Our Wednesday night class has been studying the biblical idea and contours of “forgiveness.” A text that we recently encountered was Luke 17:3 “Pay attention to yourselves! If your brother sins, rebuke him, and if he repents, forgive him.” Since our focus was on forgiveness, we did not spend much time on “rebuke.” We did note that we do not use the word “rebuke” too often and provided a few definitions of the word. So, this little article will give some information concerning the word “rebuke.”
The Greek verb that is translated “rebuke” is epitimaoo (ἐπιτιμάω) and it occurs 29 times in the Greek New Testament. There are only occurrences of the word (2 Timothy 4:2 and Jude 9) outside the Synoptic Gospels (Matthew – 6x, Mark – 9x, and Luke – 12x). Jesus usually is the subject, and the word always has a negative meaning. The standard scholarly Greek references all provide similar definitions: 1) “to express strong disapproval of someone, rebuke, reprove, censure also speak seriously, warn in order to prevent an action or bring one to an end” (Bauer, Danker, Arndt, and Gingrich); 2) “to express strong disapproval of someone – to rebuke, to denounce” (Louw and Nida); 3) “overcome with a powerful word, rebuke” (Exegetical Dictionary of the New Testament);and 4) “to rebuke, punishment” (New International Dictionary of New Testament Theology and Exegesis).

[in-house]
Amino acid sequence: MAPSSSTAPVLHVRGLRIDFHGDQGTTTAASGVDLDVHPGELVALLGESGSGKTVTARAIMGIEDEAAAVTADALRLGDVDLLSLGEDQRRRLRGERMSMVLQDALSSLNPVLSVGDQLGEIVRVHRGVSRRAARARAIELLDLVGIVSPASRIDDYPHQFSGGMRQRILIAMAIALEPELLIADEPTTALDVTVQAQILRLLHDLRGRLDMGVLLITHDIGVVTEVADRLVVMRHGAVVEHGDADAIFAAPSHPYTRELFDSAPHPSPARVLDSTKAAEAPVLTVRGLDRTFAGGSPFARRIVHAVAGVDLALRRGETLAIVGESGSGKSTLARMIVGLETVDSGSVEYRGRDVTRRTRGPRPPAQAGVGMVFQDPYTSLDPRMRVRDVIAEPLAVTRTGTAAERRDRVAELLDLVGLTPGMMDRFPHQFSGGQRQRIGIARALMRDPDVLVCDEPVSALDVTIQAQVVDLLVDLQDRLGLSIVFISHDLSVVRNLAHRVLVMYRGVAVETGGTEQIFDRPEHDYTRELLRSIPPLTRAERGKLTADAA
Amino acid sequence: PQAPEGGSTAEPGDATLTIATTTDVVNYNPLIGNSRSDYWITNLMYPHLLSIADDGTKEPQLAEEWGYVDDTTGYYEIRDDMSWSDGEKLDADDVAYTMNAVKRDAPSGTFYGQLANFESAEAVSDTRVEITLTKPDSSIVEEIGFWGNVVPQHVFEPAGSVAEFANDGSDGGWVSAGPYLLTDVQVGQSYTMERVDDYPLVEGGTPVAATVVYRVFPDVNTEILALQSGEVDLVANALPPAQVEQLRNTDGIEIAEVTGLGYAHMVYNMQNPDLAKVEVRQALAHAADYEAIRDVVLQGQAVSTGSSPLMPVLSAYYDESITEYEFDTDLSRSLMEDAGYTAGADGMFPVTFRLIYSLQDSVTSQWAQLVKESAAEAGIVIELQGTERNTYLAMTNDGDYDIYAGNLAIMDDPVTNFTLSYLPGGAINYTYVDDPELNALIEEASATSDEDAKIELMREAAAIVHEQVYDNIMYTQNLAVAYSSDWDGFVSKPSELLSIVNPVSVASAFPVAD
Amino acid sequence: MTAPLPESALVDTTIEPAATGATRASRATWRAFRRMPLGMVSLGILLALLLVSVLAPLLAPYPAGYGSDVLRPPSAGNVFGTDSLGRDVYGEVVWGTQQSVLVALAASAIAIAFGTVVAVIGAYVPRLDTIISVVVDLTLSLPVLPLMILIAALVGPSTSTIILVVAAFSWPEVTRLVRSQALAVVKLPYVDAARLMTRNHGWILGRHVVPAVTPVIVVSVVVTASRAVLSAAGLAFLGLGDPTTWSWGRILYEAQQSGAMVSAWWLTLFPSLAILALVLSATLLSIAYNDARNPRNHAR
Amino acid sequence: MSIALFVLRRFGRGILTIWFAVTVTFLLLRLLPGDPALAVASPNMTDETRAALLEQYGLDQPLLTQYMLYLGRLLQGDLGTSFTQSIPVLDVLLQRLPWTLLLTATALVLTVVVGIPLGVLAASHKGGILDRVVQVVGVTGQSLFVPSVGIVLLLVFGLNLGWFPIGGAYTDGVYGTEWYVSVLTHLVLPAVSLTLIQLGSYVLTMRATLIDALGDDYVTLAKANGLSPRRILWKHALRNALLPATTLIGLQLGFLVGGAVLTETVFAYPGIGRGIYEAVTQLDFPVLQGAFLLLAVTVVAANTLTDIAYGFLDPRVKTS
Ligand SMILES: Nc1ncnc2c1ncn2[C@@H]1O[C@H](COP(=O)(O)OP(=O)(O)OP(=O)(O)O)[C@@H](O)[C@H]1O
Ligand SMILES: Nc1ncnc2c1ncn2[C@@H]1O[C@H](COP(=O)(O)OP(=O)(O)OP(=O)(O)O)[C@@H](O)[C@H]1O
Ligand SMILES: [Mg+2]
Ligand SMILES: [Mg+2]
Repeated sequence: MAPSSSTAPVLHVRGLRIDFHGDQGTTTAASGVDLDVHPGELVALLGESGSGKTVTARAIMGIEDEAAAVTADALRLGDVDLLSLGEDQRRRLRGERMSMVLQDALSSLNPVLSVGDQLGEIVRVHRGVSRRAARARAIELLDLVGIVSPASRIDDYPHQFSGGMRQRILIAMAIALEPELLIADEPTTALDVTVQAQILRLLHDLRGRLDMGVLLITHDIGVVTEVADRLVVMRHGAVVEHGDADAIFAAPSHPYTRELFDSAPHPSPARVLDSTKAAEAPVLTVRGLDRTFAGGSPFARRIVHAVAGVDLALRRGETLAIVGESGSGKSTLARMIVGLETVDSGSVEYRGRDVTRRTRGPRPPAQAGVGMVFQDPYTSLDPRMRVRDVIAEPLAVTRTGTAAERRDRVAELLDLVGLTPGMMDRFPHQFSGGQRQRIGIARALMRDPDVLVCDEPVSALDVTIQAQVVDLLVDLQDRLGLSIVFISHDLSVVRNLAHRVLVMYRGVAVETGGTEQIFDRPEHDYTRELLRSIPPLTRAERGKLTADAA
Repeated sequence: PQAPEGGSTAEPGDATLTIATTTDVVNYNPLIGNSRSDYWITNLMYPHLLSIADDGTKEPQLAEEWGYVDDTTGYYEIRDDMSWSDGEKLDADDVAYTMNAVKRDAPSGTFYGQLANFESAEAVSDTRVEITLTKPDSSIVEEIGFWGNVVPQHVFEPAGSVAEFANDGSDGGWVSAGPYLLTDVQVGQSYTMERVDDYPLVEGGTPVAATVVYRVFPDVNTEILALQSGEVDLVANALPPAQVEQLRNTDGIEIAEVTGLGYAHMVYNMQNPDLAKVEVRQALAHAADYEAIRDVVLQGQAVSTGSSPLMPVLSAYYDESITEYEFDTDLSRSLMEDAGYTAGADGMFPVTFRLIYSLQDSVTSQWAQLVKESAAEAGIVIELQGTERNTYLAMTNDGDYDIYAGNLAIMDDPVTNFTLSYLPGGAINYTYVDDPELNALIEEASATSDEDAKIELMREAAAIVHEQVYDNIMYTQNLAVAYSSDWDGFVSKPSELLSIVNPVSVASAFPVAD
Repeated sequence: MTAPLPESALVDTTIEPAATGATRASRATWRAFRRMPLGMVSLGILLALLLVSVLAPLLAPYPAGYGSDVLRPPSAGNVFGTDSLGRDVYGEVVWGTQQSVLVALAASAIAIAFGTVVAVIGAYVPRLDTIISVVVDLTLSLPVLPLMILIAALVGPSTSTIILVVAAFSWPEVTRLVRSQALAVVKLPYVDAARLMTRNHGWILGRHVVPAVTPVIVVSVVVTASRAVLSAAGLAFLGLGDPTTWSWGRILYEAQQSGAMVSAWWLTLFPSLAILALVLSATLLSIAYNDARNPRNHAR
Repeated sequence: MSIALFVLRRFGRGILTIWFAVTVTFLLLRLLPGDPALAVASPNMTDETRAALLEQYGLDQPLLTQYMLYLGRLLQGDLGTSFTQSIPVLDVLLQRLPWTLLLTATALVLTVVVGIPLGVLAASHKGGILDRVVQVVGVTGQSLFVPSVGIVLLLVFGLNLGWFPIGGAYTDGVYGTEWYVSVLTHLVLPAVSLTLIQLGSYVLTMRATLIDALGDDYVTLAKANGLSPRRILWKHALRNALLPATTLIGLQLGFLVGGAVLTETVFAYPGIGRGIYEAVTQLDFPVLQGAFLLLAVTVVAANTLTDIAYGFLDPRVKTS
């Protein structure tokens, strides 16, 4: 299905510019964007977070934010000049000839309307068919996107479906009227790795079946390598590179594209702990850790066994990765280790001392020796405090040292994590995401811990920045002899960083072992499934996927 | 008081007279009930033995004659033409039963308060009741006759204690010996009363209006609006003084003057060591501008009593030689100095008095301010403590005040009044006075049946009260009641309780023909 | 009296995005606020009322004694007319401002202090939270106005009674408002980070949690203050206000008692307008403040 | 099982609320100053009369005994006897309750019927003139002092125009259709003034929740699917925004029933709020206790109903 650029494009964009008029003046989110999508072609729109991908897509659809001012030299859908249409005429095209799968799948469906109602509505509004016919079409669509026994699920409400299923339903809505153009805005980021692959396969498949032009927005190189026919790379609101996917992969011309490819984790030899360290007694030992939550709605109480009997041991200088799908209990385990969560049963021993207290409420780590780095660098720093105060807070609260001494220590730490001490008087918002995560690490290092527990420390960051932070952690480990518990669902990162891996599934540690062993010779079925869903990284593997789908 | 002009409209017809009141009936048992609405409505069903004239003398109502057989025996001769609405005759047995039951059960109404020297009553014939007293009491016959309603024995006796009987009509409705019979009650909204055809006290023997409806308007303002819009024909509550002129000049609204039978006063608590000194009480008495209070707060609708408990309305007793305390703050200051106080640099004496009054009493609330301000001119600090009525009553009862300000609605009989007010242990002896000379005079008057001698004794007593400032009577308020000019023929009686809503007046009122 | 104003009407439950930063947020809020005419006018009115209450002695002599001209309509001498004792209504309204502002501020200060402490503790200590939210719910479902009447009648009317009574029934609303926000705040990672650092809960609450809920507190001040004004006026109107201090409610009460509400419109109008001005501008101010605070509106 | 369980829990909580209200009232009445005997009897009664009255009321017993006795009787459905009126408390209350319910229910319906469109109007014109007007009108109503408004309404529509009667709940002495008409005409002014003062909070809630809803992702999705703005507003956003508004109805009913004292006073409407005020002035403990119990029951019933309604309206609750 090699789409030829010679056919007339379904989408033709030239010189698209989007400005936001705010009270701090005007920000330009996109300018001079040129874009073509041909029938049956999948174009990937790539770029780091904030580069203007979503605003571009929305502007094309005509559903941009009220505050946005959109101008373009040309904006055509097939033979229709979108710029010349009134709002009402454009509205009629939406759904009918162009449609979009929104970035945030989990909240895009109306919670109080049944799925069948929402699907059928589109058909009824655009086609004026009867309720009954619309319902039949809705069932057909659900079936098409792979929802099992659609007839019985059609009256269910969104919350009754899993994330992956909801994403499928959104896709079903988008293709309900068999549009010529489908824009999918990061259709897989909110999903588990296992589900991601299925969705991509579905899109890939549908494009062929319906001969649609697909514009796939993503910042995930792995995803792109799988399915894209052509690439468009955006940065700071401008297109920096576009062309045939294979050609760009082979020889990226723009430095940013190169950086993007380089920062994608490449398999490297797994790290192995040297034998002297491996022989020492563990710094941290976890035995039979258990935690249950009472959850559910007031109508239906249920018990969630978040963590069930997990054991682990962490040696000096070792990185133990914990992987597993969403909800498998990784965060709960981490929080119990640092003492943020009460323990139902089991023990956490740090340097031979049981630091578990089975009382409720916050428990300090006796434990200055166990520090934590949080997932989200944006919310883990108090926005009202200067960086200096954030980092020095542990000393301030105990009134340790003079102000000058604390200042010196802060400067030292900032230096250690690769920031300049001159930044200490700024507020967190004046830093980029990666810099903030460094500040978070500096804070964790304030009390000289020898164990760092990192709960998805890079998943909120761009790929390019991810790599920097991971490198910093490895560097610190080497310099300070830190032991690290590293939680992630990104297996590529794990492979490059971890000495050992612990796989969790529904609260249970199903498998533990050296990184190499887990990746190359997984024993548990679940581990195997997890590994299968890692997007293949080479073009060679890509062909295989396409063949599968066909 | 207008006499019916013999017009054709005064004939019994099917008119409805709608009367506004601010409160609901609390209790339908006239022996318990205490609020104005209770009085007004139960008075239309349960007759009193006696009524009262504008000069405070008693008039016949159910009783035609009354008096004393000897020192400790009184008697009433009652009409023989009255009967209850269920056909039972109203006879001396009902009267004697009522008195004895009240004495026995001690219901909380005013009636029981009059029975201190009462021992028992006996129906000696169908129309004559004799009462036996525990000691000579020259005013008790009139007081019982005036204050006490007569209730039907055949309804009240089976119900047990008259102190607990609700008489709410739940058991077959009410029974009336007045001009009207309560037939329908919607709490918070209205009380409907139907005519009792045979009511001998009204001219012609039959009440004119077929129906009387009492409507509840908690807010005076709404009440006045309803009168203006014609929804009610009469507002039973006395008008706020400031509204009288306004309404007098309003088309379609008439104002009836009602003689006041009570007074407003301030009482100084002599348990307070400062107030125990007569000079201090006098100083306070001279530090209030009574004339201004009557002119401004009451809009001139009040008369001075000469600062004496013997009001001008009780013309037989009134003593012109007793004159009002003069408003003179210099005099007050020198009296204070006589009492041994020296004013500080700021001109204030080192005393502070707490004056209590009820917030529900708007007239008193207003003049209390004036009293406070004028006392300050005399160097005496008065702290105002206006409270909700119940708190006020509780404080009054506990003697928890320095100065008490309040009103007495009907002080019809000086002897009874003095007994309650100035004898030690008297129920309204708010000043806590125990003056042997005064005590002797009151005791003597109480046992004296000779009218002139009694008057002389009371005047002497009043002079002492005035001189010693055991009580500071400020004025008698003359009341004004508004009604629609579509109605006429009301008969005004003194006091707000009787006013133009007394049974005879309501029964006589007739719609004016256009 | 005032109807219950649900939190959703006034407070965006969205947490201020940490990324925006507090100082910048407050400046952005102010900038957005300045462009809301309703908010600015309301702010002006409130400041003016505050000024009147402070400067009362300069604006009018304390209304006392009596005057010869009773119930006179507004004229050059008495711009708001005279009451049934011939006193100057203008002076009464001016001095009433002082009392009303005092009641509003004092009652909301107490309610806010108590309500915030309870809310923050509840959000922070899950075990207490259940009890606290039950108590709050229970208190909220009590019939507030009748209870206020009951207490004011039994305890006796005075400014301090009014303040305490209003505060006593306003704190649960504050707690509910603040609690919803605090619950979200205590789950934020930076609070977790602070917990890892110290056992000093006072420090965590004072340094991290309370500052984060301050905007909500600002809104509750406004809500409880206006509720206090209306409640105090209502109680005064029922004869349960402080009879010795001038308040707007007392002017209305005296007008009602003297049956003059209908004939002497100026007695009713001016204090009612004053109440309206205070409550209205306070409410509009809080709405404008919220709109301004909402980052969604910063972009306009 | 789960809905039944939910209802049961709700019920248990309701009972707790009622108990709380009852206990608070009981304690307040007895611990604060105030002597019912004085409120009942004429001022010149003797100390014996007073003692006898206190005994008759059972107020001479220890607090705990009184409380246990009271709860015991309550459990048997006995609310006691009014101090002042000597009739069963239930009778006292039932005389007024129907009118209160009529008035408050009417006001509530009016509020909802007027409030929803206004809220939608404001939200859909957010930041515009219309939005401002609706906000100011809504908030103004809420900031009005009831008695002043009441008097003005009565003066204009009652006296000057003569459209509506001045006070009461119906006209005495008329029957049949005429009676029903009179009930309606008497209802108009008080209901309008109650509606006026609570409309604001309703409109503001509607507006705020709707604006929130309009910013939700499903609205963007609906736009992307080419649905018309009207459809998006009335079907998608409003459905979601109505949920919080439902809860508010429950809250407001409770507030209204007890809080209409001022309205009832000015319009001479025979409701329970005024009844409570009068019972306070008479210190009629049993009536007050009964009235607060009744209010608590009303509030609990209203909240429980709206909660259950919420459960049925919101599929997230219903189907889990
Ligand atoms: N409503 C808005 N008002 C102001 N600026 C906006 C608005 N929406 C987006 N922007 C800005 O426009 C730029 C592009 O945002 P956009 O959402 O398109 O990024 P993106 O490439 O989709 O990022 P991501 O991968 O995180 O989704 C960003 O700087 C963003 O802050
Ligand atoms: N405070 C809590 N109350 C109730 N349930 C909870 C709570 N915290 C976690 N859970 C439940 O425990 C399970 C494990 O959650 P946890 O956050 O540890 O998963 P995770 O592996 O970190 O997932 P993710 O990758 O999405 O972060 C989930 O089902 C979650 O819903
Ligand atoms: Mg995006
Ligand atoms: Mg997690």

Ἐπιτιμάω is closely connected with Jesus’ message and the reaction to it. Sometimes Jesus rebukes to inhibit and suppress: when He casts out demons (Matthew 17:18; Mark 1:25; 9:25; Luke 4:35, 41; 9:42), dispels a fever (Luke 4:39), or stills a storm (Matthew 8:26; Mark 4:39; Luke 8:42). These texts depict Jesus as the bringer of salvation, overcoming the evil powers, and demonstrating His Lordship.
People rebuke one another as a sign of displeasure. The disciples toward those who presented children to Jesus (Matthew 19:13; Mark 10:13; Luke 18:15). The crowd toward the blind man who sought Jesus (Matthew 20:31; Mark 10:48; Luke 18:39). Peter toward Jesus for His passion prediction (Matthew 16:22; Mark 8:32). The Pharisees asked Jesus to censure the disciples (Luke 19:39). In each of these instances, Jesus disapproved of the rebuke, though He Himself was free to deliver a reprimand (to Peter, Mark 8:33; to the Sons of Thunder, Luke 9:55). Also, there was no condemnation of the penitent thief when he scolded the other criminal (Luke 23:40).
The presupposition for the brotherly rebuke (Luke 17:3) is sin. When a disciple of the Lord sins against a saint, the saint is to speak to the offending disciple powerful words of disapproval to bring the sin to an end. Its goal is repentance before God and the brother’s forgiveness.